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THE GREAT OUTDOORS — The simplest, most effective products are often the least expensive. Here’s a look at several outdoor products that all cost less than most monthly internet bills.
Clean water is a must for any outdoor activity. You can use tablets or even boil water if you’re in a pinch, but one of the easiest routes is to just attach LifeStraw’s Universal Filter to your favorite water bottle.
There have been lots of other two-stage filters hit the market in years past, but this is the first one that adapts to whatever bottle you prefer to use. It comes with two different sized caps that will fit just about anything. And the filter is legit, using a replaceable activated carbon capsule that reduces chlorine, reduces organic chemical matter and improves taste.
Never underestimate the value of hands-free lighting. Whether you’re setting up a tent, preparing a meal or just out for a midnight hike, a headlamp can be a game-changer.
The Claro is quite sleek and lightweight (2.12 ounces), yet still puts out 170 lumens. It has a variable beam, with spotlight and floodlight settings. It’s powered by a USB-rechargeable lithium ion battery that can give you up to 20 hours of power.
While these socks are ultra-lights, they still manage to be quite durable. They deliver targeted compression, offering support where you need it most. The thin construction provides a snug fit, without bulky nuisances you find on most socks (like a toe seam).
If you’ve got larger-than-average feet, you’ll appreciate that these socks come in a true XL size. Many other companies advertise XL socks that only fit up to a men’s size 13 or 14. But the Uptown XL comfortably fits up to a size 16. And, whatever size you wear, the left- and right-specific fit gives you a better fit and less chance of blisters.
Do you remember the old-school headlamps of yesteryear? They basically resembled a can of soup strapped to your head. The AIR represents a nice evolution of the product, with an ultra-comfortable strap and tipping the scales at only 1.6 ounces.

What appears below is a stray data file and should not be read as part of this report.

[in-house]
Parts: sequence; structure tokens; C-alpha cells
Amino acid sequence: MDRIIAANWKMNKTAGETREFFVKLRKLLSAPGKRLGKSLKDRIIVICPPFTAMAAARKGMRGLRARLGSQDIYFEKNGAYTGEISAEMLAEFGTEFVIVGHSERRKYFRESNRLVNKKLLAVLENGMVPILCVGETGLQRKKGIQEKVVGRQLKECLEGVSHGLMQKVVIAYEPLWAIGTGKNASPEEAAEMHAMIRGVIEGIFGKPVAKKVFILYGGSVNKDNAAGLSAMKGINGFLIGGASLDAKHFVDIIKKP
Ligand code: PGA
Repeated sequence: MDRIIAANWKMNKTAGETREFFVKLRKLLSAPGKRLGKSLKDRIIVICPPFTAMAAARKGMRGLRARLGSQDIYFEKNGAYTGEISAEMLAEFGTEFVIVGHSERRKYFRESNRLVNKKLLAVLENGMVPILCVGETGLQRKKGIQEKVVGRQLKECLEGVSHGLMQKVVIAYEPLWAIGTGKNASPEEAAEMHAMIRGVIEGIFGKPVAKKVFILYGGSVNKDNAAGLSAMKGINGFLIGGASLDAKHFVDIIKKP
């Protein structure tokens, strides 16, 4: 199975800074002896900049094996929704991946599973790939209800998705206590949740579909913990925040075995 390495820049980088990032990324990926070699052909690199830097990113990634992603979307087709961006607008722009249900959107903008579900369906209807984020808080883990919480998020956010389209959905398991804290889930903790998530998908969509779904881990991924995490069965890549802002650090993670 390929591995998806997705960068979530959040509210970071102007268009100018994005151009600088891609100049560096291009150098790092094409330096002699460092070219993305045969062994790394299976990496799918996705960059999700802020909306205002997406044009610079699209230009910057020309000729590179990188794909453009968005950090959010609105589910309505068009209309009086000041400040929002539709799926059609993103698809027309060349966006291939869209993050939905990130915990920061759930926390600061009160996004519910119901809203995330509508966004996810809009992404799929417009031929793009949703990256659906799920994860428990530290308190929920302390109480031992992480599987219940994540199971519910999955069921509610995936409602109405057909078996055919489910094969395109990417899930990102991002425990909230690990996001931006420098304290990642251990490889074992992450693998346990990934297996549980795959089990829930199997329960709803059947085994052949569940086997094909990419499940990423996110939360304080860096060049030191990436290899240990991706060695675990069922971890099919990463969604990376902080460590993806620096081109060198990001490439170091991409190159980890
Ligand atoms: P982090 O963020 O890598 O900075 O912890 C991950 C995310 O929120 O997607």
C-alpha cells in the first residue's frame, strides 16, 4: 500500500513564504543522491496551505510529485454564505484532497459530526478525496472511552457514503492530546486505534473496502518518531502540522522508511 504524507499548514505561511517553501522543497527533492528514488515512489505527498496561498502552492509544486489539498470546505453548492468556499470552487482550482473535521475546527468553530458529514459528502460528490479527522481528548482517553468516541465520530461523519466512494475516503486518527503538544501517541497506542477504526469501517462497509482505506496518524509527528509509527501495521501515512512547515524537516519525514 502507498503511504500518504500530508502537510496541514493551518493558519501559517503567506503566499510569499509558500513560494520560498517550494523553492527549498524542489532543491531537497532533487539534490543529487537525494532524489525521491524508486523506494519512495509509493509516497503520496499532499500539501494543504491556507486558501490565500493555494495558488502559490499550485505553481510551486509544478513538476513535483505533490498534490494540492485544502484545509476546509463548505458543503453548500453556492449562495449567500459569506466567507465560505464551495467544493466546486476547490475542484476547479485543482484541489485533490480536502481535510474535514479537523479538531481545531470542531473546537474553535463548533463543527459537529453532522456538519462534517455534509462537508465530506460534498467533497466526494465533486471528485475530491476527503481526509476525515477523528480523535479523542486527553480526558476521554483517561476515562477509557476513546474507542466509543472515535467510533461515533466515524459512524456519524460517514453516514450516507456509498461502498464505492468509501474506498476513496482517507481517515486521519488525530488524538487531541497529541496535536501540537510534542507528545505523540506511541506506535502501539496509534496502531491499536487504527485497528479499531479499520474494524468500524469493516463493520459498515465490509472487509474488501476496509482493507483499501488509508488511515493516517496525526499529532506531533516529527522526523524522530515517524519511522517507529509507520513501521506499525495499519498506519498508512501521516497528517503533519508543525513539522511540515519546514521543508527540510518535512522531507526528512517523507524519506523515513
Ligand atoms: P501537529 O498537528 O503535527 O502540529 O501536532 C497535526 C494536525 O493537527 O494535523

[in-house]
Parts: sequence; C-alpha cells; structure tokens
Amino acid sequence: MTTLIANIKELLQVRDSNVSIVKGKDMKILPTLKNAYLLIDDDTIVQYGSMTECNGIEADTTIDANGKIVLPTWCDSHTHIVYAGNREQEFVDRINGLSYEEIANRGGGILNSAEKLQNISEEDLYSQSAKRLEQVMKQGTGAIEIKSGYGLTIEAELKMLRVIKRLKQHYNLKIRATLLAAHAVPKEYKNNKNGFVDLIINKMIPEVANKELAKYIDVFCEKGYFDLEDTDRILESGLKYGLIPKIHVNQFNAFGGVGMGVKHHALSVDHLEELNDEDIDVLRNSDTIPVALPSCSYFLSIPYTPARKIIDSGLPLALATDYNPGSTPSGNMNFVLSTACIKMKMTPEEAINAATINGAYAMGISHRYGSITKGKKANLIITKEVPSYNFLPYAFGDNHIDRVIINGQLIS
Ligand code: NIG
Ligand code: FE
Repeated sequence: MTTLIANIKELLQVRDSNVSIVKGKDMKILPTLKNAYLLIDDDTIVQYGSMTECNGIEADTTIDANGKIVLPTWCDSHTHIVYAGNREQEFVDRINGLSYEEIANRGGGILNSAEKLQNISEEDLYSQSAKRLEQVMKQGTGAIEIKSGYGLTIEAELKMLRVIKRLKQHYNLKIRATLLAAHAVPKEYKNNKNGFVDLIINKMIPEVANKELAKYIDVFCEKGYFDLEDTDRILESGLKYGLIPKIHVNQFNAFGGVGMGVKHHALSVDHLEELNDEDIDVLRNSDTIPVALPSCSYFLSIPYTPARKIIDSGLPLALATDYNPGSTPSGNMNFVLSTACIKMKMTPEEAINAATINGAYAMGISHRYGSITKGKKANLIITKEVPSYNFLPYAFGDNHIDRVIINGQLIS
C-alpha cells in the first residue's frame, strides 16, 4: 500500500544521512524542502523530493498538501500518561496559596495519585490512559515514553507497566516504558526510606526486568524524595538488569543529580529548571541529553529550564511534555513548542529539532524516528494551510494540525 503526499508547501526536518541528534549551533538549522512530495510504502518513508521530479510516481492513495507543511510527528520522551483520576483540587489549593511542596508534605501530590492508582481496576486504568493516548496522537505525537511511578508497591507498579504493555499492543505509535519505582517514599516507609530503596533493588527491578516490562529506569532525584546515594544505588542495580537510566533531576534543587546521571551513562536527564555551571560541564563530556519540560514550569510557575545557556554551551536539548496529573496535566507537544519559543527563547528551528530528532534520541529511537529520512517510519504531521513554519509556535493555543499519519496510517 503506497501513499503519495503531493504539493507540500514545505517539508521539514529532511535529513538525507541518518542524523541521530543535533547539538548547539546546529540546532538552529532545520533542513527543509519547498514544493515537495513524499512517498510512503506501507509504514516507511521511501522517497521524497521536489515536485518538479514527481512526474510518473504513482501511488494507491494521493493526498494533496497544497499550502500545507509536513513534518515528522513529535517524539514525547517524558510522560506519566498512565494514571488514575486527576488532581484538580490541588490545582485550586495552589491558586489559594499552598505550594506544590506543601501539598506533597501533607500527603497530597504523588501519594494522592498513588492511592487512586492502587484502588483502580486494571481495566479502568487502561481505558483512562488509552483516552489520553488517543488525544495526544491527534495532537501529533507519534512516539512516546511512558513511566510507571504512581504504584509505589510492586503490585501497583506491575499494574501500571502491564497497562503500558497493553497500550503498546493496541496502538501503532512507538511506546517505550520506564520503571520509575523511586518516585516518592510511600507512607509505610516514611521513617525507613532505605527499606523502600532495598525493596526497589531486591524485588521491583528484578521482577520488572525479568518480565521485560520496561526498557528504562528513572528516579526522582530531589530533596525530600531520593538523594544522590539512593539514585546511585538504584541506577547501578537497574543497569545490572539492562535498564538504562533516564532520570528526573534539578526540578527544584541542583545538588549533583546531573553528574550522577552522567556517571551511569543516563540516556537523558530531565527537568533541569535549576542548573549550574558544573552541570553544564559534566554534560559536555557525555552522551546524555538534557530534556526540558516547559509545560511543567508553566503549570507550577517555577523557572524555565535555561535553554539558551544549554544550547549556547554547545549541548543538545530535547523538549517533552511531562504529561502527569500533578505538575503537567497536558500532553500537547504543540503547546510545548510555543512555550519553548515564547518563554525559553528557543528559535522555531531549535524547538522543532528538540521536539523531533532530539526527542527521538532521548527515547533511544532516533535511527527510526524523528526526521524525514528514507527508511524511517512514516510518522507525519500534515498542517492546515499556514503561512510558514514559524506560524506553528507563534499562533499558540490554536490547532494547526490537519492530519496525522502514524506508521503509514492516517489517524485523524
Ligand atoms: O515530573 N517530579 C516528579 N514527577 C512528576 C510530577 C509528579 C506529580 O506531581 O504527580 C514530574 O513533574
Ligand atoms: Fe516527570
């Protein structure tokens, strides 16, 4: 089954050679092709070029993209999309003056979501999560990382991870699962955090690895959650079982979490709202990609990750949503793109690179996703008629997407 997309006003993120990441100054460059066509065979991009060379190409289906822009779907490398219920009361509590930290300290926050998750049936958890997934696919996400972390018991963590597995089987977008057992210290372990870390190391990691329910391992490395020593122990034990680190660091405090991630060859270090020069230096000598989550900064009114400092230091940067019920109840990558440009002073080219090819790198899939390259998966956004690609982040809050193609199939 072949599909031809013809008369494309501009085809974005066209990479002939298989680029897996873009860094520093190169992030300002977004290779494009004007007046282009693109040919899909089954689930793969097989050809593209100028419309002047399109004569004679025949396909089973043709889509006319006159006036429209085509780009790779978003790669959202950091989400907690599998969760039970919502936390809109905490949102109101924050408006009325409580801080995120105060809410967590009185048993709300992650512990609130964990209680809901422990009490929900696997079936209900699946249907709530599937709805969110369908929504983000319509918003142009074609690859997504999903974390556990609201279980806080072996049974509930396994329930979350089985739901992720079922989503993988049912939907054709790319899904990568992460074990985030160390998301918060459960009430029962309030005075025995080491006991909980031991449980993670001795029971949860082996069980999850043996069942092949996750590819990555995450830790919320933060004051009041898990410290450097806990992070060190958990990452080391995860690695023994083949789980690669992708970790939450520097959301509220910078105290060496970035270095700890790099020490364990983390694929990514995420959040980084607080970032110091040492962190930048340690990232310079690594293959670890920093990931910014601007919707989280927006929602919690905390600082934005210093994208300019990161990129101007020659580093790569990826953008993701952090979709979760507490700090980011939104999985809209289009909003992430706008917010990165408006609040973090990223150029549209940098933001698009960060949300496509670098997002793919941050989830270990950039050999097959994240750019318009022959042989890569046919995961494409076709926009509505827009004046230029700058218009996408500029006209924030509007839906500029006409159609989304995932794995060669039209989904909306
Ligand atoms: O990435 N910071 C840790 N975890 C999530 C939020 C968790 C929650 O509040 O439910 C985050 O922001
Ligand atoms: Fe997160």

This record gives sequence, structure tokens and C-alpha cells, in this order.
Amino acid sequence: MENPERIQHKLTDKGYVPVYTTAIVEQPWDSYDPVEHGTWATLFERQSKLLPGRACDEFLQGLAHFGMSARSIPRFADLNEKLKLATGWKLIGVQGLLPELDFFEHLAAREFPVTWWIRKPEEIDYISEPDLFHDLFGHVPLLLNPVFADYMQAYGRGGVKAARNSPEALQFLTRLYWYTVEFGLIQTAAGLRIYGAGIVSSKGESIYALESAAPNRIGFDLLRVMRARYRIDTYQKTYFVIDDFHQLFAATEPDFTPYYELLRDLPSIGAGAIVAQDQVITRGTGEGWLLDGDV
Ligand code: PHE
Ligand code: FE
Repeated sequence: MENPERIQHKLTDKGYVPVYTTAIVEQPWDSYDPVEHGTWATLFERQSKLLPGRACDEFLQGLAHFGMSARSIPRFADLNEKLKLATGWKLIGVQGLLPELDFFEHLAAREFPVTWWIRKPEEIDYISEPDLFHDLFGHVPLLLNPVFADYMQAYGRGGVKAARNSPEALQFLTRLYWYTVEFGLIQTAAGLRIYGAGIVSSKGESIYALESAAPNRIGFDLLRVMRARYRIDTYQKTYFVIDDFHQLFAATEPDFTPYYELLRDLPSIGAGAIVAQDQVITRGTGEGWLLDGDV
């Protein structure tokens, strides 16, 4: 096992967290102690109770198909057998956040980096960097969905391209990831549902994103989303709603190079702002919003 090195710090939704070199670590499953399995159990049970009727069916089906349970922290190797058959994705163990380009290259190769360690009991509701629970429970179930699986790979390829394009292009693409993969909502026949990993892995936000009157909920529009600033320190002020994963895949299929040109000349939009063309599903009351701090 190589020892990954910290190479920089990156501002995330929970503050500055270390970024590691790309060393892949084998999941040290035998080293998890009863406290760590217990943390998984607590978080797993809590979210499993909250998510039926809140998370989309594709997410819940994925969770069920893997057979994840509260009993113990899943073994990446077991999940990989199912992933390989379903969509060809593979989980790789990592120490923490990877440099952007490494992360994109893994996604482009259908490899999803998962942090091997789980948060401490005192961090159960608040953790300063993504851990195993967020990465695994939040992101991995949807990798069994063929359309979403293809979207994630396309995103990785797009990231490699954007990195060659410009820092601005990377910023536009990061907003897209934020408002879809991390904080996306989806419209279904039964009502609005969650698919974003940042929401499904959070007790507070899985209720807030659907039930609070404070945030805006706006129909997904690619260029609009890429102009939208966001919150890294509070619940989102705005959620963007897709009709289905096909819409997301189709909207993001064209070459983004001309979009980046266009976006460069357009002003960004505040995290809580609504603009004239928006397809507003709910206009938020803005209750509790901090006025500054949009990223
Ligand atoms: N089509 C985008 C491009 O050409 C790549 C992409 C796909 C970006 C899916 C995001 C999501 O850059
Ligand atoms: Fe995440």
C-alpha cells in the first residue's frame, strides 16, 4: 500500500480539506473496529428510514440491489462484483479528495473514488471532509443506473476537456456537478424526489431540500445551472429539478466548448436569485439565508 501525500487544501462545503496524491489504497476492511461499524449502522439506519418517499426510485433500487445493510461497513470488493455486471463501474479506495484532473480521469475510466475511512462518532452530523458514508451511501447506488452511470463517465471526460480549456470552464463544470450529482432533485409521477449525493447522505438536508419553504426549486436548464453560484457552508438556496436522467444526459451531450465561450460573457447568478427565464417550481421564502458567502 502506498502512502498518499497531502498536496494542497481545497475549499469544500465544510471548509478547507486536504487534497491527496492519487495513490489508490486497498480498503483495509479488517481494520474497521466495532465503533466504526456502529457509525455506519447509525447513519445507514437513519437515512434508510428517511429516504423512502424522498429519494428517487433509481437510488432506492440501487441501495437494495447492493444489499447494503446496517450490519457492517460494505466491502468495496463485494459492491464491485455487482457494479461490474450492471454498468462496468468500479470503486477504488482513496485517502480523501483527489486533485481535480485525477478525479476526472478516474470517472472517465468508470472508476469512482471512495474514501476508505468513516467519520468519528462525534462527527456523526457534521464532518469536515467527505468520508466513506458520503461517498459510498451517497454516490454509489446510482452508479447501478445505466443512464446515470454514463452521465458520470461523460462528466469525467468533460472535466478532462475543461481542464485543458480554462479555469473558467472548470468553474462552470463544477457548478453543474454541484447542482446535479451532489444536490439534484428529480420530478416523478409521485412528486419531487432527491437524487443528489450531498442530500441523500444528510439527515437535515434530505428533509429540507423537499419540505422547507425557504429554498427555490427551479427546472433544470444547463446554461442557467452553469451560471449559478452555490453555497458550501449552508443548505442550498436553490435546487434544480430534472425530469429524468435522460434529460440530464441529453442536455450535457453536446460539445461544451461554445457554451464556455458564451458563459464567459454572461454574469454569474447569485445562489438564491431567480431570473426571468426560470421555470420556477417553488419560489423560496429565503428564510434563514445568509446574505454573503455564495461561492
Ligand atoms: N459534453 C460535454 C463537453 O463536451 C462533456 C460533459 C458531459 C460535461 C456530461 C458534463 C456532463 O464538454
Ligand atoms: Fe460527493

This headlamp puts out up to 150 lumens, as well as a red, night-vision mode. It’s got an internal Li-Ion battery that can be recharged with a USB cord. The Infinity Dial lets you smoothly adjust the brightness, with a max projection of 154 feet.
A versatile, little knife can be a real lifesaver. The Eldris fits the bill, with its super sharp blade and compact design. The stainless-steel blade is 2 millimeters thick and a tad over 2 inches long, with the entire knife stretching 5.6 inches.
It may be puny, but the Eldris has a couple tricks up its sleeve. First, the spine has been ground at a 90-degree angle, making it compatible with a fire starter. And the Scandinavian grind of the blade gives plenty of surface area, making it easier to keep it sharp. The knife locks into the sheath for safety, and can be worn around your neck with the paracord loop.
Matches are great, but they have their limitations. When you’re trying to get a fire started in the higher elevations and temperatures are dropping, it’s hard to be patient as your matches peter out before you can ignite the tinder. What you need is a sustainable flame.
Sweetfire Strikeable Fire Starters solve this problem because they burn up to 7 minutes each. The secret ingredient is a sugarcane by-product called bagasse, which is a super-efficient biofuel. These fire starters have striking tips, so you just start it up on the box like you would with normal matches. There are 20 fire starters in each box, so you’ll be set up for a long time.
Named for the small Virginia town that is sometimes referred to as "Trail Town, USA," these midweight socks are lean and mean. That’s not to say they’re not comfortable because they have ample cushioning where it’s needed. But they’re minimalistic everywhere else, ensuring good breathability and comfort.
Made with Merino wool, these socks are impressively soft and won’t cause itching like some wool does. Also, they’re naturally odor- and bacteria-resistant. And if sourcing is important to you, it should be noted that all the wool comes from sheep raised on American farms.